Leaving the cost issue aside, once implants fail it is not nearly as easy to do them a 2nd time. The bone around them disappears – which is why they fall out – so if they fall out, by definition there is often no bone left to put another one in….and this puts us right back to the 1970s: dentures for all.

Happy Easter. Lay off the eggs 😉

Dental Bridges have had their day.

Did you know that dental bridges have been around for over a century?

Now I’m not one to decry something simply because its getting old – for example, I do love old cars (as friends will testify!), but how many of us would drive a 100 year old car as everyday transport? Wouldn’t that be uneconomic, wouldn’t it damage the environment?

Just like having dental bridges fitted, as it turns out.

cars

The costs add up

The problem is, a bridge relies totally on the teeth either side for its support, and those teeth have to be drilled down to pegs would you believe.

So, installing the dental bridge actually weakens the adjoining teeth, and then to add insult to injury, the bridge leans on them for the rest of its life…..the dental bridge is ‘parasitic’. Bad for its environment.

The extra loads that that bridge imparts means those teeth are much more likely to fail in the long term……a single tooth loss leads to having 2 or 3 teeth missing…the long term costs go up.

Hardly an elegant modern solution

People should also know that with a bridge, the bone and gum underneath continues to shrink slowly over time.

At best this leaves a ‘dip’ in the gum above the bridge tooth and at worst a black hole (gap) appears so that everyone you smile at knows exactly where your false tooth is!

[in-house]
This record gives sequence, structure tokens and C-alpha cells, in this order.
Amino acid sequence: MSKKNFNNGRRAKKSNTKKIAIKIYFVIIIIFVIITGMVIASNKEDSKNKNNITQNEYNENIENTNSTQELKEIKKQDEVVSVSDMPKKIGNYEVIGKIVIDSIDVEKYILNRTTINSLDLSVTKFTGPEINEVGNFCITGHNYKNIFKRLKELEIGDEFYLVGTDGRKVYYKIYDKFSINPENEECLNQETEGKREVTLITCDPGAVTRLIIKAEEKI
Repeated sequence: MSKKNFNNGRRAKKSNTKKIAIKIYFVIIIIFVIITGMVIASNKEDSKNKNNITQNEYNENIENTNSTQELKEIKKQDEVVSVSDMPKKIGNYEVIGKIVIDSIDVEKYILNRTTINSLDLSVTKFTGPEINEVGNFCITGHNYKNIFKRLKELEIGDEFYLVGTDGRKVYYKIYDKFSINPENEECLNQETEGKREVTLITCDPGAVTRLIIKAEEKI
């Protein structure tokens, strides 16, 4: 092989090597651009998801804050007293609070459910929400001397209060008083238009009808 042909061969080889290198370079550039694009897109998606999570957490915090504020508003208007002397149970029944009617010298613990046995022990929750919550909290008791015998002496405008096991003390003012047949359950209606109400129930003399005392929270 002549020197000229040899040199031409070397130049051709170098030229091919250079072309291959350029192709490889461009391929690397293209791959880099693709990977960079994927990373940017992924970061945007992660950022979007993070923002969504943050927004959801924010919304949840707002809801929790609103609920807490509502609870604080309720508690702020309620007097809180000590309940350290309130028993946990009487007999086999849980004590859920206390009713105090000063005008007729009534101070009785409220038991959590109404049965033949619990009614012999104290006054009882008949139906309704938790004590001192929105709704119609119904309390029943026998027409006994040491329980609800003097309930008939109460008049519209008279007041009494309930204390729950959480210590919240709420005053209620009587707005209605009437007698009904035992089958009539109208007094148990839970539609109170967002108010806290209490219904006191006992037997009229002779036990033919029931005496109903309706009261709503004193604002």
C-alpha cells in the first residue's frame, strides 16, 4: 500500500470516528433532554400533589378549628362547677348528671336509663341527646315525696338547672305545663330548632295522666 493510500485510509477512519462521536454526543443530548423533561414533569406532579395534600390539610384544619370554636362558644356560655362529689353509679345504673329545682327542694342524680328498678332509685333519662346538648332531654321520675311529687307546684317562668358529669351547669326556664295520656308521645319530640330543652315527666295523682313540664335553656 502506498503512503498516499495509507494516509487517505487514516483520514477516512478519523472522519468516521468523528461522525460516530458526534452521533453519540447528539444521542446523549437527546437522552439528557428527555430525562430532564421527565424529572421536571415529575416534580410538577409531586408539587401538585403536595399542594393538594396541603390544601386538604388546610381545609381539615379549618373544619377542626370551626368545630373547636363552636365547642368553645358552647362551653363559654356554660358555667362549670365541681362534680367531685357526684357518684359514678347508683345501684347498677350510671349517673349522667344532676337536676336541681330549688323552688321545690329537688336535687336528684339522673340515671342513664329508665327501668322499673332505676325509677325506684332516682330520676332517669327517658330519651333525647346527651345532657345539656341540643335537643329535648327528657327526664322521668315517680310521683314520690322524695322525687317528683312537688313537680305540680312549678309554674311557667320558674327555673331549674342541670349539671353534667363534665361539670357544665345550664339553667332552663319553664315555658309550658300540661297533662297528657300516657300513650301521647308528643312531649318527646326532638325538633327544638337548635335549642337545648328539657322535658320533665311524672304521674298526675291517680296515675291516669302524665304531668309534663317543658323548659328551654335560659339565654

Dental Implants are the answer

The humble dental implant solves all these issues: It stands alone without interfering with its neighbours.

Over and above that, our bone loves the titanium surface of an implant tooth – and once an implant is inserted under the gum and into the bone, then the bone will not shrink like it does with a bridge.

The aesthetic and cost implications of implant teeth are just too good to ignore.

Let us retire the bridge, and give it the rest it deserves.

So, patient walks in with his front tooth missing

No really. I thought it was a joke at first.

Just the other day I had a gentleman turn up at my surgery for the first time with one of his front teeth missing. When I asked the obvious ‘what’s happened’ he said that his own dentist extracted the tooth but forgot/didn’t bother to replace it with a temporary tooth at the extraction appointment!

I have to say both myself and Victoria my assistant looked at each other and were too shocked to speak! (not for long -ed)

Now, I’ve had plenty of patients walk into my office with front teeth missing over the years but

  • most frequently the tooth has been knocked out in an accident
  • they walk out with a tooth in place where there was none before.

I find it utterly amazing that in the developed world in 2008 someone can walk into a dental office with a tooth (albeit a wobbly one) in place – and walk out with no tooth at all!!

Suffice to say, despite there being no time in hand to sort this problem out – we had a ‘working’ lunch – we had a new tooth built from scratch and glued into place in less than an hour.

Once the gum has healed where the tooth was extracted we will be putting an dental implant tooth in as a permanent solution.

Had the patient come to Winning Smiles, it may well have been possible to put the implant tooth in at the same time as the extraction. Unfortunately a few days late is too late, as the gum grows down into the socket making immediate implant placement impossible.
OK Rant over!